For as long I can remember - thanks to my mum and her creative ways - I have made things, ranging from candles, cards and dried flower arrangements to wire and bead earrings that I chose myself from the local bead shop. My maternal granddad was a farmer and keen metal detectorist, and as a result I was drawn to metal, and its durability; one of the fields on the farm, which we all called the Roman field, was a great resource. My granddad found numerous coins and tool parts and most significantly a pendant, which was bought by the museum in Lincoln. It fascinates me that the beautiful things you can make from metal essentially last forever, waiting to be rediscovered.


In my practice I explore such traditional silversmithing techniques as hammer-raising and forging to create artefacts for use or simple enjoyment. I mainly work with silver, copper and brass to create vessel forms and spoons. With hammer marks and oxidisation I create different surface textures and visual interest, often complementing my metal objects with contrasting materials such as wood and concrete in the form of a plinth, a conscious encouragement for the user to display these pieces.


I am fascinated by the definitions and meanings of function, and how these relate to scale. Some objects are functional and very effective, some are functional but don't work that well, and some are not functional in any traditional sense, yet still serve a purpose. I am interested in creating beautiful objects that work well; this very much applies to some of my larger work. But my smaller pieces are beginning to explore the meanings of function via ‘affordances’, a concept I discovered while studying. An affordance is a feature that allows you perform an action: so that a button is something you press, a handle is how you pull or pick up something, a knob will be turned, while a spout pours. We seem to be conditioned to recognise such functions, to know what to do when we encounter them. As a result, I am very taken with the idea of a false affordance, a feature that doesn't perform the action one expects. So much of daily life is spent doing things almost mindlessly, so I find it appealing to encourage the user to re-focus and connect with what is in front of them.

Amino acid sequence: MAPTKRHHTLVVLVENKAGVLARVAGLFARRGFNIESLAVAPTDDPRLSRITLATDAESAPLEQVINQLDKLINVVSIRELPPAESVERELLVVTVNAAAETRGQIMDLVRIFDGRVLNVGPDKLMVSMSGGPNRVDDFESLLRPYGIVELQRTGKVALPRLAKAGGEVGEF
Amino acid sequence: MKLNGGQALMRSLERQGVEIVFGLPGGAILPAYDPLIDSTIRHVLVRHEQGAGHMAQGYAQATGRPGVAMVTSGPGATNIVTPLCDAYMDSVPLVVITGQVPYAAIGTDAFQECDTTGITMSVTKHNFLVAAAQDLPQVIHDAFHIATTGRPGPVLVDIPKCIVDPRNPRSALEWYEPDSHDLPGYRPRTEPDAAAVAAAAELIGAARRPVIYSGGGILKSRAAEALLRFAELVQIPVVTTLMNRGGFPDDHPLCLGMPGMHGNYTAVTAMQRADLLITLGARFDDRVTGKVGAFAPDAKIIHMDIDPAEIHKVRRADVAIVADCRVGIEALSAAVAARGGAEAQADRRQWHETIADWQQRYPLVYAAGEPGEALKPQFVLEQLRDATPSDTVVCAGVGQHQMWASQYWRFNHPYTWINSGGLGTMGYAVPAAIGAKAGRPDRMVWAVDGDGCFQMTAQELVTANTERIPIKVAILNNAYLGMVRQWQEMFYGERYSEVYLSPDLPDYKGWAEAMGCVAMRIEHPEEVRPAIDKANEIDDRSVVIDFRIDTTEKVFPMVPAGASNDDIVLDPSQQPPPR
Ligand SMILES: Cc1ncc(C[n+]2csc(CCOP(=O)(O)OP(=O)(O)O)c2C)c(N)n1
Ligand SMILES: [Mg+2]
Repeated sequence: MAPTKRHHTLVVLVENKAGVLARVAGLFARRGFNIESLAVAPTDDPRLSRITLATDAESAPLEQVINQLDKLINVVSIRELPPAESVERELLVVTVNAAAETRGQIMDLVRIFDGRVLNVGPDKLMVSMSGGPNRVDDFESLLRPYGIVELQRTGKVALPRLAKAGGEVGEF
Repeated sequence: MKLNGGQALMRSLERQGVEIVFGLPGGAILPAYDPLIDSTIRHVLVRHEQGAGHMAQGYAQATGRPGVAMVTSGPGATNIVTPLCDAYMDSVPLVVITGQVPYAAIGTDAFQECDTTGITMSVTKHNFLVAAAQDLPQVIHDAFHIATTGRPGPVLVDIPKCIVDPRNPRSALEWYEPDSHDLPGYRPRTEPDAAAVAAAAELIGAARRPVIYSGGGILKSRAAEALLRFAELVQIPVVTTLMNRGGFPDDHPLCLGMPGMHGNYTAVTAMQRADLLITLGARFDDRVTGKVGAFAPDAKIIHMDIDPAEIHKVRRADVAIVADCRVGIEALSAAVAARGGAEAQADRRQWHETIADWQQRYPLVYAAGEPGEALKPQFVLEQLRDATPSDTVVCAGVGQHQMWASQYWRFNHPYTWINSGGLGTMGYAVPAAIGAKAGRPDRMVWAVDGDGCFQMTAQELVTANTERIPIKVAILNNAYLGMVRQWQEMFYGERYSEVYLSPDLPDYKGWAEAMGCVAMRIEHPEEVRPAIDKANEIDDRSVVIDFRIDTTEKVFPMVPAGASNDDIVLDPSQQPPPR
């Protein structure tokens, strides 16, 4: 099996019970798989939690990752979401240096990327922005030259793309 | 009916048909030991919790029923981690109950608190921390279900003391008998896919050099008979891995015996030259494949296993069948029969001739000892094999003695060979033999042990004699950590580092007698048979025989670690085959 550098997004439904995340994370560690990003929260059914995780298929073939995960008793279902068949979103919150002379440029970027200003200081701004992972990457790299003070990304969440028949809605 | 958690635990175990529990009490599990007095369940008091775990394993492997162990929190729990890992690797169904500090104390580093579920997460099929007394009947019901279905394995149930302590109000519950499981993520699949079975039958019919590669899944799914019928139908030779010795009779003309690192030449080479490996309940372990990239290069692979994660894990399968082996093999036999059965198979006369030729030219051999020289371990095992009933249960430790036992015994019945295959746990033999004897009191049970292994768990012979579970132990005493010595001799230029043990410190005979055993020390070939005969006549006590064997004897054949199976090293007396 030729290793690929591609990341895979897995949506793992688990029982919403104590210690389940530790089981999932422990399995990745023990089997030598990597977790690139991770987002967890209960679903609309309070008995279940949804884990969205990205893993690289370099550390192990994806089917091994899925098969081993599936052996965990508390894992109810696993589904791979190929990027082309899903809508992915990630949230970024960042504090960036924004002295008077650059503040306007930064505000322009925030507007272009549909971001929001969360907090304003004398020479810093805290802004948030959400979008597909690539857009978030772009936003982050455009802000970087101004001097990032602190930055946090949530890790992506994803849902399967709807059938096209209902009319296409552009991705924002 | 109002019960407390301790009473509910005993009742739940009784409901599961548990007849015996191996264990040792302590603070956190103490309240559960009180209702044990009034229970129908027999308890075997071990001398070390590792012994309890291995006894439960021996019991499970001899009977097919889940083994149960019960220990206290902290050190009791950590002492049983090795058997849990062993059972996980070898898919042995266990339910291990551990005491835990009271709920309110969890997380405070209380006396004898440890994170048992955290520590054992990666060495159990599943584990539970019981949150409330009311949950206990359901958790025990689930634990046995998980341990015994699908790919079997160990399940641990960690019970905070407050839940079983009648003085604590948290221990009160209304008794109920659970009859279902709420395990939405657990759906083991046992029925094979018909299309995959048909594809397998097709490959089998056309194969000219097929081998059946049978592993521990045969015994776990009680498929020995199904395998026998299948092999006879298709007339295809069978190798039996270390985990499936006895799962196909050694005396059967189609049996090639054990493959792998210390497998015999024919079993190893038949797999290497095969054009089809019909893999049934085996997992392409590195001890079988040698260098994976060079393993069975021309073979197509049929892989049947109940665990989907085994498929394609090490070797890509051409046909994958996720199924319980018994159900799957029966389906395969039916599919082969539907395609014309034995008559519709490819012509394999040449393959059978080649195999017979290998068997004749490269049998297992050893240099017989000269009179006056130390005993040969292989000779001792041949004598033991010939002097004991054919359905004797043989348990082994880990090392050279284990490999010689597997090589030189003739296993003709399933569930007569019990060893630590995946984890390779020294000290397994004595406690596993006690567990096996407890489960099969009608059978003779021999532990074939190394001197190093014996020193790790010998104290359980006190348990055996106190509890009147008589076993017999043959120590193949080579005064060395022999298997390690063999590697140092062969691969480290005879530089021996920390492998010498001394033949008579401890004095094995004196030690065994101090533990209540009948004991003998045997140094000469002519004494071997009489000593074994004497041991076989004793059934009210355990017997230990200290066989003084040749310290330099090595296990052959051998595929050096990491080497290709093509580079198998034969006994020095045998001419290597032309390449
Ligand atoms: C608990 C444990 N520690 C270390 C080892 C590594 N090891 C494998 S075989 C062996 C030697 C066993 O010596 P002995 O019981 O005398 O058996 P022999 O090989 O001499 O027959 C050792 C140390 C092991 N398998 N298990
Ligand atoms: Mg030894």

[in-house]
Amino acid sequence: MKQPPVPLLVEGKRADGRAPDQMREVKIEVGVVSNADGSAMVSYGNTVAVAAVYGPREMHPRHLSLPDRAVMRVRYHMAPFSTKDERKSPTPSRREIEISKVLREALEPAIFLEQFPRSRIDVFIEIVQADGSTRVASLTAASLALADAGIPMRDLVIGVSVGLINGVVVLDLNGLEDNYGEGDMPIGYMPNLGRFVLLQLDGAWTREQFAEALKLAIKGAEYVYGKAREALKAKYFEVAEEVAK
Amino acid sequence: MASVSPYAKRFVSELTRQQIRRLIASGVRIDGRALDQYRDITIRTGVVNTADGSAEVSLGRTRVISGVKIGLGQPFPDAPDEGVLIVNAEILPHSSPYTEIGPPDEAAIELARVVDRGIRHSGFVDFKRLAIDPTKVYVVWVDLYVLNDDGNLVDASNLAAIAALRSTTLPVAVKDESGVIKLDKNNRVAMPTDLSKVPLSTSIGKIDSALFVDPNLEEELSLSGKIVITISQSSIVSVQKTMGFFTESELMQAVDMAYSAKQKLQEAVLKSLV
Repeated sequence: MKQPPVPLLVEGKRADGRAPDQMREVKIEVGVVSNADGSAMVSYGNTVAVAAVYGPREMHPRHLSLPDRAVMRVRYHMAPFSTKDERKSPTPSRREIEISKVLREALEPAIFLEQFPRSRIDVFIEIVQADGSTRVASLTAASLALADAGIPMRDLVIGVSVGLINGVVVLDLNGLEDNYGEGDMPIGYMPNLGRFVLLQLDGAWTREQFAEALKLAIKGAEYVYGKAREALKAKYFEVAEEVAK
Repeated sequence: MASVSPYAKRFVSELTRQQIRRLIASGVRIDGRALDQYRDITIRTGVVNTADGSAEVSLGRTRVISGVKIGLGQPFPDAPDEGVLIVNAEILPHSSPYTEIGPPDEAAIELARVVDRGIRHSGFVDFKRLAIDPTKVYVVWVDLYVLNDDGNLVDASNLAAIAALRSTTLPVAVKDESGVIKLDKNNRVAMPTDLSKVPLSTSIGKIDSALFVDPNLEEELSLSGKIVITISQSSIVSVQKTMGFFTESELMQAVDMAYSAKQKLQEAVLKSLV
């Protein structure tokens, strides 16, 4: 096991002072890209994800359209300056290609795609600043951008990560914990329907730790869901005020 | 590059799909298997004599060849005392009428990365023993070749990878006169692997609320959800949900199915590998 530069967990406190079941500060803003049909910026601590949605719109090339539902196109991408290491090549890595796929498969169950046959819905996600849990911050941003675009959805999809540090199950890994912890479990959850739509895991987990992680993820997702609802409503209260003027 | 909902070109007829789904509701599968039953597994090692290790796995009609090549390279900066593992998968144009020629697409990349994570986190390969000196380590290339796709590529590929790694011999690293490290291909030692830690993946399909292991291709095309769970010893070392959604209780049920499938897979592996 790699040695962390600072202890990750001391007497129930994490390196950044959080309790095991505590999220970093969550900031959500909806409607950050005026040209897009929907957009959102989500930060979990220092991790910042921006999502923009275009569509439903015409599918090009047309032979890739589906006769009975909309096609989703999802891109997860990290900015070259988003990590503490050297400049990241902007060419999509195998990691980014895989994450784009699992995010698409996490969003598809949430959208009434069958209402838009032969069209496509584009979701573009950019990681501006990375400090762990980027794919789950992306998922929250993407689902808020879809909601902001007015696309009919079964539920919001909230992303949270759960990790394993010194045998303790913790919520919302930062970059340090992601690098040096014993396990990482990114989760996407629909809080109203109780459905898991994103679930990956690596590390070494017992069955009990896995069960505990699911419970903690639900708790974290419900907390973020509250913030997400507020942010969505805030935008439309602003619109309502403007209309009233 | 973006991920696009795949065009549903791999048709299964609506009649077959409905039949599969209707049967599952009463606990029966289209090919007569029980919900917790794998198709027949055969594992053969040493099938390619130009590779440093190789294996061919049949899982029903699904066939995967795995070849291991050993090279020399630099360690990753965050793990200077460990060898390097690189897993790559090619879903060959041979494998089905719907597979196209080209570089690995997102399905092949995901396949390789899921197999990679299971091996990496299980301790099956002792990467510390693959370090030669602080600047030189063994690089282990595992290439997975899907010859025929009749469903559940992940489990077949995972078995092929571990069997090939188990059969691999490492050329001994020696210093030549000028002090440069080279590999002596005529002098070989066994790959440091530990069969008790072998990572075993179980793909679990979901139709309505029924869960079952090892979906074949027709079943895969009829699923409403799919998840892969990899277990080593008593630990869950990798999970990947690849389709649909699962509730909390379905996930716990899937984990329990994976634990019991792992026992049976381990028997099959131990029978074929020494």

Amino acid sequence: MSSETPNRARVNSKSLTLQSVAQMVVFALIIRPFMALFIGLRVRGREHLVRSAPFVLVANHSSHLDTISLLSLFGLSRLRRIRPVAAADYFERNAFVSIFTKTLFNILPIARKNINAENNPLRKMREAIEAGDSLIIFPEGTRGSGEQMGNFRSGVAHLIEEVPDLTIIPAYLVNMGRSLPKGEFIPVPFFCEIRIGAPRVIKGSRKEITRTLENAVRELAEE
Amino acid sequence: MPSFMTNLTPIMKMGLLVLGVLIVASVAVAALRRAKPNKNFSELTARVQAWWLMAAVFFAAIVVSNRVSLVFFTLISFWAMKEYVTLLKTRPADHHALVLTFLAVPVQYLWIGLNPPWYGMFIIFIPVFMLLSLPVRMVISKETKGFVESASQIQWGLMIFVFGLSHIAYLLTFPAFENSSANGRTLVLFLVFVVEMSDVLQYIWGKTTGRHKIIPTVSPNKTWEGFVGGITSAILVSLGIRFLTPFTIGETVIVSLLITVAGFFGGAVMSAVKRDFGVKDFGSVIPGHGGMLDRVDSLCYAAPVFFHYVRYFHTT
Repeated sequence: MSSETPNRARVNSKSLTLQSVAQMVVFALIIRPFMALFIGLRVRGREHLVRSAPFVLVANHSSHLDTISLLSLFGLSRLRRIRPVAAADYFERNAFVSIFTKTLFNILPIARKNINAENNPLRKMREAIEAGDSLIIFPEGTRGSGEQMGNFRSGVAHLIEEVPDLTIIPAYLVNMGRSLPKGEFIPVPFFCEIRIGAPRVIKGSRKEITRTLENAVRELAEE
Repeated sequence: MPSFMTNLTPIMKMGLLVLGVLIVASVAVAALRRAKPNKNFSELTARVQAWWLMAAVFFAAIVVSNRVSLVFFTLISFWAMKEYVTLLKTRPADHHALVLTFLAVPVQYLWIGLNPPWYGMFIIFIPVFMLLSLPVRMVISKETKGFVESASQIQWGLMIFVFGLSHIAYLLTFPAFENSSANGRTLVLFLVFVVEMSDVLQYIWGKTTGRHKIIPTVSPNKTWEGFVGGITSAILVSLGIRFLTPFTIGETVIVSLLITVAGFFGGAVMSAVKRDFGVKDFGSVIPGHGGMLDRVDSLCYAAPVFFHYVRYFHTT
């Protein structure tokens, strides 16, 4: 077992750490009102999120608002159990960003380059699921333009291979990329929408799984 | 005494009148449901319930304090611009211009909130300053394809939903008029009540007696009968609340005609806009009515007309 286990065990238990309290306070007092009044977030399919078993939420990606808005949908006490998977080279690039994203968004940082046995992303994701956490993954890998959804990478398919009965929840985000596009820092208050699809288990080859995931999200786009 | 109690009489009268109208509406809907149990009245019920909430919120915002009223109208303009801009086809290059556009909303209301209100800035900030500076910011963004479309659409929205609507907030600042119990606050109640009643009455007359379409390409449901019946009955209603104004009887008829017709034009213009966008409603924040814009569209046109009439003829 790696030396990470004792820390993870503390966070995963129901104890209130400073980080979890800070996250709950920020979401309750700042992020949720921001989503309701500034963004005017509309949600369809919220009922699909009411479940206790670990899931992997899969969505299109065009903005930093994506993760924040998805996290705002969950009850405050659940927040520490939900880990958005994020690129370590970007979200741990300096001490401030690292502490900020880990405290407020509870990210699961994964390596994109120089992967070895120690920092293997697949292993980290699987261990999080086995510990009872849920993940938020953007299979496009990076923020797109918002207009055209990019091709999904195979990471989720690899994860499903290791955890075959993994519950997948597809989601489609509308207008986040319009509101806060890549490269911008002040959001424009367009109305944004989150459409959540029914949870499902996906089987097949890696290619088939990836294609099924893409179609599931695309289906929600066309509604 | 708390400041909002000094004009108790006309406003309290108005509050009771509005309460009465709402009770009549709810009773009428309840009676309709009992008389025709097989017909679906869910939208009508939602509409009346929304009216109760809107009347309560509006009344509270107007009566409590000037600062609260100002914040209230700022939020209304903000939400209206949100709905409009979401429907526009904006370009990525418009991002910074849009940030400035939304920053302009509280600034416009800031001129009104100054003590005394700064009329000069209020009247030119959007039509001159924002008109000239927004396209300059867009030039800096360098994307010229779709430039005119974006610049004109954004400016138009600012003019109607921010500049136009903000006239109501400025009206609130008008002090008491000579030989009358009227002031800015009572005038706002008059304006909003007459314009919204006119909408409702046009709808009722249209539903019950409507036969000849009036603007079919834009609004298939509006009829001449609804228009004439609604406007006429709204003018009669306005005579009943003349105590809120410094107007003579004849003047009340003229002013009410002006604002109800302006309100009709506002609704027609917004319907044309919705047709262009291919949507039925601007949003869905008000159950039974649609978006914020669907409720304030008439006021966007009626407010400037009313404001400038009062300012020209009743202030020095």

I also really enjoy watching maker videos from other makers, as different making processes excite me, even at second hand. I am starting to explore unique first-hand views of process via video documentation and helmet cameras, a kind of object storytelling that I’d like to become an integral part of the finished piece.

My grandma and grandad (Mary & George Cooper) on the farm in 1958.

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